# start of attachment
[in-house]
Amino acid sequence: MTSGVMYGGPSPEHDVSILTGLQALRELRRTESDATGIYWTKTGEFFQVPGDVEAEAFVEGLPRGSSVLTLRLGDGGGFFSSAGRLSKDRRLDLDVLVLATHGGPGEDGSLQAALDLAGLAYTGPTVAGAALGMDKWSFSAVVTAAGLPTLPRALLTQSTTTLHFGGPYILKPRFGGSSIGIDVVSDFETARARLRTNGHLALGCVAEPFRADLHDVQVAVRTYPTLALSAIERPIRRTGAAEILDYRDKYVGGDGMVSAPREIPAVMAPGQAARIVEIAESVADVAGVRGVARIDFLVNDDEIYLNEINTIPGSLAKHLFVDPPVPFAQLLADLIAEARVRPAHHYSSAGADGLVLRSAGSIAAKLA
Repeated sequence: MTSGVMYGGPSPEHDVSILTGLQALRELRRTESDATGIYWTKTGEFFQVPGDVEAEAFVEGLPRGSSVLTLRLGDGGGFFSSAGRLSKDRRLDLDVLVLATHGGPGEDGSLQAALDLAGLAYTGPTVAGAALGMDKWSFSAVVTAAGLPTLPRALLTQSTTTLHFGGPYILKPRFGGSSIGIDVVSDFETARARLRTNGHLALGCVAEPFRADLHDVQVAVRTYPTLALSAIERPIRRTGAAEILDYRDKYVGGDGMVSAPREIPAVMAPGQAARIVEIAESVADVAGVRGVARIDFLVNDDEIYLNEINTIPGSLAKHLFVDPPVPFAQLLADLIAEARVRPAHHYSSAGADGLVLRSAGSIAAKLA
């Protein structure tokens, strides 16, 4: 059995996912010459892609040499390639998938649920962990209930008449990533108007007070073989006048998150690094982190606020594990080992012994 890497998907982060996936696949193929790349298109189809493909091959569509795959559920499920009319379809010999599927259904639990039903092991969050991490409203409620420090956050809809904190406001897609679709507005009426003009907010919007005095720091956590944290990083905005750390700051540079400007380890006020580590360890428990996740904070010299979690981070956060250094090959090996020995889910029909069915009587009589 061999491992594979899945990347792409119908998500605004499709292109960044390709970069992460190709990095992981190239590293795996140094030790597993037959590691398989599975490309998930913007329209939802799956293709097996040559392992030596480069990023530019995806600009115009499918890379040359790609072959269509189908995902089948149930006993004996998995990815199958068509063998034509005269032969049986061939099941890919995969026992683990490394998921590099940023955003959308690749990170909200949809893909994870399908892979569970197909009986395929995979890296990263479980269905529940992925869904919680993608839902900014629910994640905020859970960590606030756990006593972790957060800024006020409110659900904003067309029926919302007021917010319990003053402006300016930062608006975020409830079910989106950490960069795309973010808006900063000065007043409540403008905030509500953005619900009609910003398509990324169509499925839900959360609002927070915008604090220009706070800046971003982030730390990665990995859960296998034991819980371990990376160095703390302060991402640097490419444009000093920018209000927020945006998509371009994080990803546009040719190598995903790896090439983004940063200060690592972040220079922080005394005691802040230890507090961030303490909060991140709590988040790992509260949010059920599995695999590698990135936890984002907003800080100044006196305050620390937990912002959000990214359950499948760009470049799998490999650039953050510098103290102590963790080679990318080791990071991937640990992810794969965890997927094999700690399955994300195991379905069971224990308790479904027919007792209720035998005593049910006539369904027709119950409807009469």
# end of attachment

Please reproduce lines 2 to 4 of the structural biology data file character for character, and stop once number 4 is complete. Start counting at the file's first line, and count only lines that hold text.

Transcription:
Amino acid sequence: MTSGVMYGGPSPEHDVSILTGLQALRELRRTESDATGIYWTKTGEFFQVPGDVEAEAFVEGLPRGSSVLTLRLGDGGGFFSSAGRLSKDRRLDLDVLVLATHGGPGEDGSLQAALDLAGLAYTGPTVAGAALGMDKWSFSAVVTAAGLPTLPRALLTQSTTTLHFGGPYILKPRFGGSSIGIDVVSDFETARARLRTNGHLALGCVAEPFRADLHDVQVAVRTYPTLALSAIERPIRRTGAAEILDYRDKYVGGDGMVSAPREIPAVMAPGQAARIVEIAESVADVAGVRGVARIDFLVNDDEIYLNEINTIPGSLAKHLFVDPPVPFAQLLADLIAEARVRPAHHYSSAGADGLVLRSAGSIAAKLA
Repeated sequence: MTSGVMYGGPSPEHDVSILTGLQALRELRRTESDATGIYWTKTGEFFQVPGDVEAEAFVEGLPRGSSVLTLRLGDGGGFFSSAGRLSKDRRLDLDVLVLATHGGPGEDGSLQAALDLAGLAYTGPTVAGAALGMDKWSFSAVVTAAGLPTLPRALLTQSTTTLHFGGPYILKPRFGGSSIGIDVVSDFETARARLRTNGHLALGCVAEPFRADLHDVQVAVRTYPTLALSAIERPIRRTGAAEILDYRDKYVGGDGMVSAPREIPAVMAPGQAARIVEIAESVADVAGVRGVARIDFLVNDDEIYLNEINTIPGSLAKHLFVDPPVPFAQLLADLIAEARVRPAHHYSSAGADGLVLRSAGSIAAKLA
């Protein structure tokens, strides 16, 4: 059995996912010459892609040499390639998938649920962990209930008449990533108007007070073989006048998150690094982190606020594990080992012994 890497998907982060996936696949193929790349298109189809493909091959569509795959559920499920009319379809010999599927259904639990039903092991969050991490409203409620420090956050809809904190406001897609679709507005009426003009907010919007005095720091956590944290990083905005750390700051540079400007380890006020580590360890428990996740904070010299979690981070956060250094090959090996020995889910029909069915009587009589 061999491992594979899945990347792409119908998500605004499709292109960044390709970069992460190709990095992981190239590293795996140094030790597993037959590691398989599975490309998930913007329209939802799956293709097996040559392992030596480069990023530019995806600009115009499918890379040359790609072959269509189908995902089948149930006993004996998995990815199958068509063998034509005269032969049986061939099941890919995969026992683990490394998921590099940023955003959308690749990170909200949809893909994870399908892979569970197909009986395929995979890296990263479980269905529940992925869904919680993608839902900014629910994640905020859970960590606030756990006593972790957060800024006020409110659900904003067309029926919302007021917010319990003053402006300016930062608006975020409830079910989106950490960069795309973010808006900063000065007043409540403008905030509500953005619900009609910003398509990324169509499925839900959360609002927070915008604090220009706070800046971003982030730390990665990995859960296998034991819980371990990376160095703390302060991402640097490419444009000093920018209000927020945006998509371009994080990803546009040719190598995903790896090439983004940063200060690592972040220079922080005394005691802040230890507090961030303490909060991140709590988040790992509260949010059920599995695999590698990135936890984002907003800080100044006196305050620390937990912002959000990214359950499948760009470049799998490999650039953050510098103290102590963790080679990318080791990071991937640990992810794969965890997927094999700690399955994300195991379905069971224990308790479904027919007792209720035998005593049910006539369904027709119950409807009469």